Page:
Downing Street said the two leaders “stressed the importance of working closely with neighbors in Belgium and the Netherlands as well as with partners across the continent if we are to effectively address the issue before people do not reach the French coast”.
Macron stressed the ‘shared responsibility’ of France and the UK and told Johnson he expects full cooperation from the British and that they are not using the tragic situation ‘for political purposes’ , said the Elysée.
The French government is holding an emergency meeting on Thursday morning to discuss next steps. Macron has advocated an immediate increase in funding for the European Union’s border agency, Frontex, and an emergency meeting of European government ministers, according to his office. “France will not allow the English Channel to become a cemetery,” Macron said.
Johnson called a government crisis committee meeting and said he was “shocked, appalled and deeply saddened”.
He urged France to step up its efforts to stem the flow of migrants, and said Wednesday’s incident highlighted how efforts by French authorities to patrol their beaches “have not been enough”.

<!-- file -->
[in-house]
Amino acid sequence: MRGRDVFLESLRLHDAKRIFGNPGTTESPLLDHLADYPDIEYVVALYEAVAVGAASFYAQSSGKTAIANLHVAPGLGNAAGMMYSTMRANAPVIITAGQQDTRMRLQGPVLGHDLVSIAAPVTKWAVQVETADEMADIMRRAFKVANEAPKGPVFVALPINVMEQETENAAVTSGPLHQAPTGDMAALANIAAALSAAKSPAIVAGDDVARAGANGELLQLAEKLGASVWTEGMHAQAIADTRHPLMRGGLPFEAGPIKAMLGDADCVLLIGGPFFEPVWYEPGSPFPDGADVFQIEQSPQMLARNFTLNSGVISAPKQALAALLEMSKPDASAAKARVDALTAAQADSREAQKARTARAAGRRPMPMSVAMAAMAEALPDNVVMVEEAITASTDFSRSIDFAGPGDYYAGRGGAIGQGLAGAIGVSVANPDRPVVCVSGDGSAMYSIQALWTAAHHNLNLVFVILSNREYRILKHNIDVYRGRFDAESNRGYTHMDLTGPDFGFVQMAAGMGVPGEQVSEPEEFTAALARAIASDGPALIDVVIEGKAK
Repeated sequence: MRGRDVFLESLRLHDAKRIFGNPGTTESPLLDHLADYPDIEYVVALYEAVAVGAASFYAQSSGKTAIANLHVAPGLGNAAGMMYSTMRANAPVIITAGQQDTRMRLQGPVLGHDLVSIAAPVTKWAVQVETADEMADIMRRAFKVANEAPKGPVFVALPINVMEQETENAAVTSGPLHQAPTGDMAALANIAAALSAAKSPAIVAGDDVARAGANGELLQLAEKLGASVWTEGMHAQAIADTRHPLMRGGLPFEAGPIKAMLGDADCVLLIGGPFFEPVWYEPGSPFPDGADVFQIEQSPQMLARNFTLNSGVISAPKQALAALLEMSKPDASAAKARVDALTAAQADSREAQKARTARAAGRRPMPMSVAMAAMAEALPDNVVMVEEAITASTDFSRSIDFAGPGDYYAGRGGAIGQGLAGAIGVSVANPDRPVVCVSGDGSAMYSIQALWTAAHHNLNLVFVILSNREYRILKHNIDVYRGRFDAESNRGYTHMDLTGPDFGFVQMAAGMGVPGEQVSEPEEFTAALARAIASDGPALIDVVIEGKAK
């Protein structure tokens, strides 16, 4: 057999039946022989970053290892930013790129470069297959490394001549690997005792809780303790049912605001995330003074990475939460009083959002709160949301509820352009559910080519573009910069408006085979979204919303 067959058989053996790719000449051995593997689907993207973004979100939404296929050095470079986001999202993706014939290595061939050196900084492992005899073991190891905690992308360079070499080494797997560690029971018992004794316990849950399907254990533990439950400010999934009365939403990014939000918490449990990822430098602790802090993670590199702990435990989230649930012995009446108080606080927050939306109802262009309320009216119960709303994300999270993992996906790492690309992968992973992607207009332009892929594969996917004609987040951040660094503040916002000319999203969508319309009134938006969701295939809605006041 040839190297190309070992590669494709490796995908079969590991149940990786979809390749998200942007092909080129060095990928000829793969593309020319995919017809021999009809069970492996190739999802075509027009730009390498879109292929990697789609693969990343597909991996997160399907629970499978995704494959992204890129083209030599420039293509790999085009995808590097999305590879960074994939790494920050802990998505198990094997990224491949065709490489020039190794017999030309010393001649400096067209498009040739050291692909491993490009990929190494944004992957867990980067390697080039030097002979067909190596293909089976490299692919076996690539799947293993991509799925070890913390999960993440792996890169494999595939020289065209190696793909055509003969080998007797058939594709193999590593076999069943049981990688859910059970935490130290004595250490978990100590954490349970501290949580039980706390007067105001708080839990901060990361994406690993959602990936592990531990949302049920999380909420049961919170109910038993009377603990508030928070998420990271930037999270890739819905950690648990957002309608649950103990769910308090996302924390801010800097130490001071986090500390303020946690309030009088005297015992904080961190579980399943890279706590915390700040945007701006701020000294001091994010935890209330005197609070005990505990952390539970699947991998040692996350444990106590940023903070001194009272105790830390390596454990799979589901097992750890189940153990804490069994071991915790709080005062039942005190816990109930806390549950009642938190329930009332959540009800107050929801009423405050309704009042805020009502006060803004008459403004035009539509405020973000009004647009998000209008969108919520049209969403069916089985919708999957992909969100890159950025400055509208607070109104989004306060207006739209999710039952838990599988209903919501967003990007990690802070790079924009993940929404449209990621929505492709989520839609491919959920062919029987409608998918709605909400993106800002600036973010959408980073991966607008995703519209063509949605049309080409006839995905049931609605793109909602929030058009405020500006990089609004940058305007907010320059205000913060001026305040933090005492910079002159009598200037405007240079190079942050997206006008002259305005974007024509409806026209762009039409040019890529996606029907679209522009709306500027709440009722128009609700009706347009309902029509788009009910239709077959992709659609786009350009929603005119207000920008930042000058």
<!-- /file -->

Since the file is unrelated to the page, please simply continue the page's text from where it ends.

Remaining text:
“We had difficulty persuading some of our partners, particularly the French, to do things in a way that we think the situation deserves,” he told reporters.
Darmanin insisted France has worked hard to prevent the crossings, rescuing 7,800 people since January and arresting 671 trying to cross on Wednesday alone.
A French navy boat spotted several bodies in the water around 2 p.m. and rescue boats picked up several dead and injured from surrounding waters, a maritime authority spokesman said. French patrol boats, a French helicopter and a British helicopter searched the area.